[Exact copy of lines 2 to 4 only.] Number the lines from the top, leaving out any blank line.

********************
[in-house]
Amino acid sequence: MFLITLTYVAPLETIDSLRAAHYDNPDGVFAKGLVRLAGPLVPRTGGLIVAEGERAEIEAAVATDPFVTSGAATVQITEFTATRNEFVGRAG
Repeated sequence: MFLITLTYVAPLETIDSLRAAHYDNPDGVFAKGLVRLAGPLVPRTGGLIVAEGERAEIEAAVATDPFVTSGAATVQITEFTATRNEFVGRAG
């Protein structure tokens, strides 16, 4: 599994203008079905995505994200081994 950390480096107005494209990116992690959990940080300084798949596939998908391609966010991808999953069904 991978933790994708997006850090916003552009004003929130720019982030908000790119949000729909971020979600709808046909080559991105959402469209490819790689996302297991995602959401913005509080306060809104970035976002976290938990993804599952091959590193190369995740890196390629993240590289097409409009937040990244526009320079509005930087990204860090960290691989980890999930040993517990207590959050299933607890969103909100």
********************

Amino acid sequence: MFLITLTYVAPLETIDSLRAAHYDNPDGVFAKGLVRLAGPLVPRTGGLIVAEGERAEIEAAVATDPFVTSGAATVQITEFTATRNEFVGRAG
Repeated sequence: MFLITLTYVAPLETIDSLRAAHYDNPDGVFAKGLVRLAGPLVPRTGGLIVAEGERAEIEAAVATDPFVTSGAATVQITEFTATRNEFVGRAG
């Protein structure tokens, strides 16, 4: 599994203008079905995505994200081994 950390480096107005494209990116992690959990940080300084798949596939998908391609966010991808999953069904 991978933790994708997006850090916003552009004003929130720019982030908000790119949000729909971020979600709808046909080559991105959402469209490819790689996302297991995602959401913005509080306060809104970035976002976290938990993804599952091959590193190369995740890196390629993240590289097409409009937040990244526009320079509005930087990204860090960290691989980890999930040993517990207590959050299933607890969103909100």